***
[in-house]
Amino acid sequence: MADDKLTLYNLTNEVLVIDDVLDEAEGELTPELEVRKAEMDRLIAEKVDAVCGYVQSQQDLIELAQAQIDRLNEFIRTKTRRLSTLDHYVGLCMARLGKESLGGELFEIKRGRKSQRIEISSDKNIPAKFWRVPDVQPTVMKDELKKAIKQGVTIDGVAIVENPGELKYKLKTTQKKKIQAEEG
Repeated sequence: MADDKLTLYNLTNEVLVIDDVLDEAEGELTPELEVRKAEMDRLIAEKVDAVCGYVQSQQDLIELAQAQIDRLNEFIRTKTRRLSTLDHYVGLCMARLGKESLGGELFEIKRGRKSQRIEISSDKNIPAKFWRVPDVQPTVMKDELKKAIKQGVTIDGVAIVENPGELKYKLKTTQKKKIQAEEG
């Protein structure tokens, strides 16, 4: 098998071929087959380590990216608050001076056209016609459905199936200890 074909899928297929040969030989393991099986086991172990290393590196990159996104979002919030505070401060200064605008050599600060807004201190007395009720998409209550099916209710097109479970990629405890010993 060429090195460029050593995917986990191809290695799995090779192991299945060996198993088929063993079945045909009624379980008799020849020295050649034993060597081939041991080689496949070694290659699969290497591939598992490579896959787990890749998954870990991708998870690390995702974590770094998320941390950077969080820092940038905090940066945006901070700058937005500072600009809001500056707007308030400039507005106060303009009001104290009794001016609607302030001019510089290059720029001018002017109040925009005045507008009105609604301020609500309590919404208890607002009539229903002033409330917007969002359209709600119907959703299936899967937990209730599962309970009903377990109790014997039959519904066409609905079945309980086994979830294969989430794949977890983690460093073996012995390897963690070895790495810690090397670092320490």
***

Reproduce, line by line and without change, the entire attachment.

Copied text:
[in-house]
Amino acid sequence: MADDKLTLYNLTNEVLVIDDVLDEAEGELTPELEVRKAEMDRLIAEKVDAVCGYVQSQQDLIELAQAQIDRLNEFIRTKTRRLSTLDHYVGLCMARLGKESLGGELFEIKRGRKSQRIEISSDKNIPAKFWRVPDVQPTVMKDELKKAIKQGVTIDGVAIVENPGELKYKLKTTQKKKIQAEEG
Repeated sequence: MADDKLTLYNLTNEVLVIDDVLDEAEGELTPELEVRKAEMDRLIAEKVDAVCGYVQSQQDLIELAQAQIDRLNEFIRTKTRRLSTLDHYVGLCMARLGKESLGGELFEIKRGRKSQRIEISSDKNIPAKFWRVPDVQPTVMKDELKKAIKQGVTIDGVAIVENPGELKYKLKTTQKKKIQAEEG
């Protein structure tokens, strides 16, 4: 098998071929087959380590990216608050001076056209016609459905199936200890 074909899928297929040969030989393991099986086991172990290393590196990159996104979002919030505070401060200064605008050599600060807004201190007395009720998409209550099916209710097109479970990629405890010993 060429090195460029050593995917986990191809290695799995090779192991299945060996198993088929063993079945045909009624379980008799020849020295050649034993060597081939041991080689496949070694290659699969290497591939598992490579896959787990890749998954870990991708998870690390995702974590770094998320941390950077969080820092940038905090940066945006901070700058937005500072600009809001500056707007308030400039507005106060303009009001104290009794001016609607302030001019510089290059720029001018002017109040925009005045507008009105609604301020609500309590919404208890607002009539229903002033409330917007969002359209709600119907959703299936899967937990209730599962309970009903377990109790014997039959519904066409609905079945309980086994979830294969989430794949977890983690460093073996012995390897963690070895790495810690090397670092320490």